Editors Note: The following post was republished with permission from The Wealthy Accountant.

Community was a different place. Advice was simple and straight forward. King Solomon reminded us to avoid lending or borrowing. Nearly half the parables of Jesus have to do with money and wealth.

The simple message sold well. So well in fact it became ingrained in religious dogma. The goal was honest. Work hard, save and you will enjoy your old age.

The old school in the Church of FI made the most of a basic message. The advice and values were handed down generation to generation. It lasted for one simple reason; it worked!

The early FI community didn’t have a cool name to draw a crowd. Solomon had proverbs and Jesus had parables. Short stories with a powerful message were the perfect device to hand down important information through the ages.

The early dayfs of the Church of FI are similar to the early days of Christianity when there was a Catholic church. The learned may recall the word catholic (little c) means universal. The Catholic Church was therefore the universal church of God. There was one message, one literal scripture, one true triune God. The FI community for millennia was also an all encompassing philosophy.

Some philosophical movements contained the truths of FI, but had other motives. Sophists, Epicureans, Christians, and let’s not forget the Stoics. But that isn’t what our story is about today. Today we will explore what happened to that FI community of old and how is survived (so far) to become the cult classic so loved by business media outlets everywhere.

Sunday Service of Church of FI

The Eve of Reformation

If something is working fine, break it to see what makes the darn thing tick. You know, like killing the goose that lays the golden egg so we can mass produce the goose.

For thousands of years the perfect FI message did the job it was intended to do. But as the Industrial Revolution convinced man he could do better a more scientific approach was needed. By the early 20th Century intelligent men were popping the hood to figure out how the goose laid that darn golden egg.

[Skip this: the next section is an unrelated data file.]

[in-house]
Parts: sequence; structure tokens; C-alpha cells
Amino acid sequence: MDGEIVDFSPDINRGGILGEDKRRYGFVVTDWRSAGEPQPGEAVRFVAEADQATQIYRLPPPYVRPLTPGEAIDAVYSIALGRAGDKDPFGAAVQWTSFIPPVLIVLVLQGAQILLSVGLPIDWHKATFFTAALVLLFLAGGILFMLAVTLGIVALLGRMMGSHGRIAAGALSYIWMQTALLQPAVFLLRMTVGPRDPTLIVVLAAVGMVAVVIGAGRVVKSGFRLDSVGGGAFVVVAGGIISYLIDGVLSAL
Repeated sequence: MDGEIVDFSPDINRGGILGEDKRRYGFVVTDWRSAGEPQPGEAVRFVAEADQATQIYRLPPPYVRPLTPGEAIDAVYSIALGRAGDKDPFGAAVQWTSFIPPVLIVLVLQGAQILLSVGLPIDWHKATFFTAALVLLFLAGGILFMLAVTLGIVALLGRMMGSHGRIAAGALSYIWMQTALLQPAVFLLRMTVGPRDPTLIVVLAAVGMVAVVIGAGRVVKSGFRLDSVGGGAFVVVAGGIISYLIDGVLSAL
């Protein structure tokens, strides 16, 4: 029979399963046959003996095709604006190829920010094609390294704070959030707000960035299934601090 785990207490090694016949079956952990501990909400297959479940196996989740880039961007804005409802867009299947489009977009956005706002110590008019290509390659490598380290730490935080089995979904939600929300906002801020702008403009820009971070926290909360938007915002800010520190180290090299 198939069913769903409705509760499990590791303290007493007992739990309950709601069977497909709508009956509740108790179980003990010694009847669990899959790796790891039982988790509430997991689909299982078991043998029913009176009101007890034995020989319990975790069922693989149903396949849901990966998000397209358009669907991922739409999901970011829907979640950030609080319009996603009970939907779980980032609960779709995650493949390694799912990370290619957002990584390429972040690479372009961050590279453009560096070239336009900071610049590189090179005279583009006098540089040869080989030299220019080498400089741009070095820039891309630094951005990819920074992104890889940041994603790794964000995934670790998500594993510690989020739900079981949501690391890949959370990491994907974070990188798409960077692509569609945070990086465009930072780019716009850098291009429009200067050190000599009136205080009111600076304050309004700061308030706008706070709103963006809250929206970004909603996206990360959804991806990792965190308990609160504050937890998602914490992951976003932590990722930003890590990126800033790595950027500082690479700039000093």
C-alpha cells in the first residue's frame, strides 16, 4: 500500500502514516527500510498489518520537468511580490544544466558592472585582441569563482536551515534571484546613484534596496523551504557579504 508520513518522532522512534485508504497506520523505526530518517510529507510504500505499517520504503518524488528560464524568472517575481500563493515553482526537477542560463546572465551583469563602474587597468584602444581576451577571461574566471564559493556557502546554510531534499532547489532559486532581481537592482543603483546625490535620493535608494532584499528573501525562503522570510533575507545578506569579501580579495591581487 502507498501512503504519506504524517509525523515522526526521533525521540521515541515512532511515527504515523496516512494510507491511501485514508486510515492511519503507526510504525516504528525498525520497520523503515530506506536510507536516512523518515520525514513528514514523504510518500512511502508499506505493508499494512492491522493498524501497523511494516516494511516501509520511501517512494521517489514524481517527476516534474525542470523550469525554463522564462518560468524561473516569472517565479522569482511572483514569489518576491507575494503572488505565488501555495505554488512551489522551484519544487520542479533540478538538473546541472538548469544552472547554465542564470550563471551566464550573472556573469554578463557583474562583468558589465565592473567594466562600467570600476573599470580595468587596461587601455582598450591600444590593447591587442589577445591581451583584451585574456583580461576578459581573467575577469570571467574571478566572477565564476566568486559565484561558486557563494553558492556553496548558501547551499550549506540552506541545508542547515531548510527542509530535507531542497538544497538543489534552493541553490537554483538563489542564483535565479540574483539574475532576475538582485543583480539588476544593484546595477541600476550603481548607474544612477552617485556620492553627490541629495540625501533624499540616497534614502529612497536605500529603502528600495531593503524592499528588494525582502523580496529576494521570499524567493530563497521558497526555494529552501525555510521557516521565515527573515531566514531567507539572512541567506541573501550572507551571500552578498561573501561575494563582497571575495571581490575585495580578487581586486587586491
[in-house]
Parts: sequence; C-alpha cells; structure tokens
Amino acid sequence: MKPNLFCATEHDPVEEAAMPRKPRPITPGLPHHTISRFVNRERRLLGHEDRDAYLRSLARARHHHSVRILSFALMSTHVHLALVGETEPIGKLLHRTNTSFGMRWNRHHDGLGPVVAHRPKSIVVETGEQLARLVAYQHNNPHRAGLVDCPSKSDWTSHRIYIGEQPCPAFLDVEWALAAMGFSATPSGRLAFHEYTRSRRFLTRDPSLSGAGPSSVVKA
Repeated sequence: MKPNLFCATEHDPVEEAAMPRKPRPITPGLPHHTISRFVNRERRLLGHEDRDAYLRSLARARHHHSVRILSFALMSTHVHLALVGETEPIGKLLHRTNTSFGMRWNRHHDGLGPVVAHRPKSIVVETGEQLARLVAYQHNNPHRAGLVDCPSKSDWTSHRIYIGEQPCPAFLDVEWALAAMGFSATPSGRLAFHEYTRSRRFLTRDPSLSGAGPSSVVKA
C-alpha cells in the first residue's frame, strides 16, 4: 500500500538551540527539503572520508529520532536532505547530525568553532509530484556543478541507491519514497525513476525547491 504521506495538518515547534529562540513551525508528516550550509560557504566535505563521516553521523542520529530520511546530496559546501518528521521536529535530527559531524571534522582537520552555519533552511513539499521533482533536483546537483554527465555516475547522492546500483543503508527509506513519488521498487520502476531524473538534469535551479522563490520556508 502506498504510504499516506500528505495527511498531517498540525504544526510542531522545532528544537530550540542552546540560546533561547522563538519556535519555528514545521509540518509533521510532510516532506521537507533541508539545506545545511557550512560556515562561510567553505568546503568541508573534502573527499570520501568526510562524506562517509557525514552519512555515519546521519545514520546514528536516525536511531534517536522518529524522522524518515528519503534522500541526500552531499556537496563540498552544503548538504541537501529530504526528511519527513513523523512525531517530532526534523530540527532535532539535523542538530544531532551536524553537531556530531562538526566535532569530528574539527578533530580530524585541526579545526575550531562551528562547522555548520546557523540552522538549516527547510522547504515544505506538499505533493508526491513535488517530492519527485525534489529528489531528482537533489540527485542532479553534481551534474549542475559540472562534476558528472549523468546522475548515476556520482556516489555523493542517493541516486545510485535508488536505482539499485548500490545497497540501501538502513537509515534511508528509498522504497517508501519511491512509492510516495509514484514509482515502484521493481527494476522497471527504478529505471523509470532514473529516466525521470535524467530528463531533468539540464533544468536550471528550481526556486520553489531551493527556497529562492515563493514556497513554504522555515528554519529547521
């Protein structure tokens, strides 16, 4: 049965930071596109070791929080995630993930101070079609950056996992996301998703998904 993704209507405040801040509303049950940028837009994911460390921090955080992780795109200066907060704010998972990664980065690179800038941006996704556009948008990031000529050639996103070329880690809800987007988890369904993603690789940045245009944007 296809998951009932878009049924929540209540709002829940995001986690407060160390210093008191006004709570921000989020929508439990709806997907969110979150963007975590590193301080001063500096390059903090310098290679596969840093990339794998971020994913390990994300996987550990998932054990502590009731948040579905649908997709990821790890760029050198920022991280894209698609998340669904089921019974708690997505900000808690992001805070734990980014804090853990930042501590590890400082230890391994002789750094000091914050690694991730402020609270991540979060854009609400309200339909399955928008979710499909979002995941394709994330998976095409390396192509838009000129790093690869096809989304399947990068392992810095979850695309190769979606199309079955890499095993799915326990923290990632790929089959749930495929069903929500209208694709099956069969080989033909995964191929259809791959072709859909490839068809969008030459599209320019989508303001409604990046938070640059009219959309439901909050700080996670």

The path to the FI temple is filled with obstacles.

In 1926 George Clason gave us The Richest Man in Babylon. The story resonated because it basically outlined the same message from the ages. The message delivered in parable was also comfortingly familiar to the more religious time. The story of how a rich man saves money boils down to “Pay yourself first”. It worked back then and works now! Our ears find familiarity in stories advising to save first and spend what is left rather than the foolish other way around.

Now that the ice was broken it was time to dig deeper into the details. Dale Carnegie showed us How to Win Friends and Influence People in 1936 followed by Napoleon Hill’s Think and Grow Rich in 1937. Hill also did something unheard of up to his time. He researched his topic by interviewing the wealthiest people of his time: John D. Rockefeller, Charles M. Schwab, Henry Ford, Thomas Edison and more. The scientific genie was out of the bottle. The goose lived and we now knew a bit more about how those golden eggs were produced.

The scientific revolution in wealth creation brought a new wave of FI leaders willing to spill the beans. Ben Graham published The Intelligent Investor in 1949 and the world has never been the same. Graham’s great disciple is none other than Warren Buffett who proved you can do very well stuffing your money in equities.

More and more books and seminars were to follow. No one had a clue a schism was on the horizon in the FI world. The Reformation was here. The Catholic Church would survive, if smaller, and would never be the only game in town to protect souls, ah, financial fortunes ever again.

Ninety-five Theses

Ever since the reformation of the FI community took place scholars have debated what caused the schism. Some say it was boredom, others our advancing way of life and technology. Me, I say it was the internet.

Before the internet you had a limited avenue to spread your message. Printed material and word of mouth dominated. Television and radio allows for a broader audience, but these forms of media needed a message with mass appeal. Save money! The majority of people didn’t want to hear it. Besides, you can’t take it with you.

(Yes, kind readers, the tone of this post has changed. I set the scene and now my warped sense of humor is bubbling to the surface where I wanted to end from the very beginning.)

Ointment for the anointed.

The internet changed everything. Never before could a young man see a naked, ah, sorry wrong story.

The internet allowed every niche an audience. If you had an interest in conspiracy theories you could now spend all day on YouTube and websites conspiring until you bleed from every orifice. And people didn’t mind since you were comfortably locked in your mother’s basement.

A lot of false starts dominated the early internet days. Several blogs found a following in the FI community, kind of.

Ointment for the anointed.